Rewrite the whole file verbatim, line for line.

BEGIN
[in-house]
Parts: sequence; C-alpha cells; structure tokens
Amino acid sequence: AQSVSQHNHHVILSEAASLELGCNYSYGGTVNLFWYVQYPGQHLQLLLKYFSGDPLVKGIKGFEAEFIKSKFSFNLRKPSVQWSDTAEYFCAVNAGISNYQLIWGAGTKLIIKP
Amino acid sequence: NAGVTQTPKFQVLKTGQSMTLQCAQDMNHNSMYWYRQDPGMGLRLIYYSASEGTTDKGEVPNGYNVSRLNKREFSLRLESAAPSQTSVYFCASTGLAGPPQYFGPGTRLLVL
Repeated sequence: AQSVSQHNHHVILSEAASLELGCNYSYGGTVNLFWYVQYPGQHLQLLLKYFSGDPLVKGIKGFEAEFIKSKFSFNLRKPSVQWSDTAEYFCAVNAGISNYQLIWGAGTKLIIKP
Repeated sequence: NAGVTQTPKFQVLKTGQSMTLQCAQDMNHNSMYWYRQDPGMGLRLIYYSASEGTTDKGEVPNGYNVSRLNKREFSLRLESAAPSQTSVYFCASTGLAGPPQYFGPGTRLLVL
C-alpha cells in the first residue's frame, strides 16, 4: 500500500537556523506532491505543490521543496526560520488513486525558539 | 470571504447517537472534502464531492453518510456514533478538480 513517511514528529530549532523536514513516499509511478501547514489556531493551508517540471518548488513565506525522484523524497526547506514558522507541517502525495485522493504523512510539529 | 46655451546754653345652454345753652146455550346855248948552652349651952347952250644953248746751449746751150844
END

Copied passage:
[in-house]
Parts: sequence; C-alpha cells; structure tokens
Amino acid sequence: AQSVSQHNHHVILSEAASLELGCNYSYGGTVNLFWYVQYPGQHLQLLLKYFSGDPLVKGIKGFEAEFIKSKFSFNLRKPSVQWSDTAEYFCAVNAGISNYQLIWGAGTKLIIKP
Amino acid sequence: NAGVTQTPKFQVLKTGQSMTLQCAQDMNHNSMYWYRQDPGMGLRLIYYSASEGTTDKGEVPNGYNVSRLNKREFSLRLESAAPSQTSVYFCASTGLAGPPQYFGPGTRLLVL
Repeated sequence: AQSVSQHNHHVILSEAASLELGCNYSYGGTVNLFWYVQYPGQHLQLLLKYFSGDPLVKGIKGFEAEFIKSKFSFNLRKPSVQWSDTAEYFCAVNAGISNYQLIWGAGTKLIIKP
Repeated sequence: NAGVTQTPKFQVLKTGQSMTLQCAQDMNHNSMYWYRQDPGMGLRLIYYSASEGTTDKGEVPNGYNVSRLNKREFSLRLESAAPSQTSVYFCASTGLAGPPQYFGPGTRLLVL
C-alpha cells in the first residue's frame, strides 16, 4: 500500500537556523506532491505543490521543496526560520488513486525558539 | 470571504447517537472534502464531492453518510456514533478538480 513517511514528529530549532523536514513516499509511478501547514489556531493551508517540471518548488513565506525522484523524497526547506514558522507541517502525495485522493504523512510539529 | 46655451546754653345652454345753652146455550346855248948552652349651952347952250644953248746751449746751150844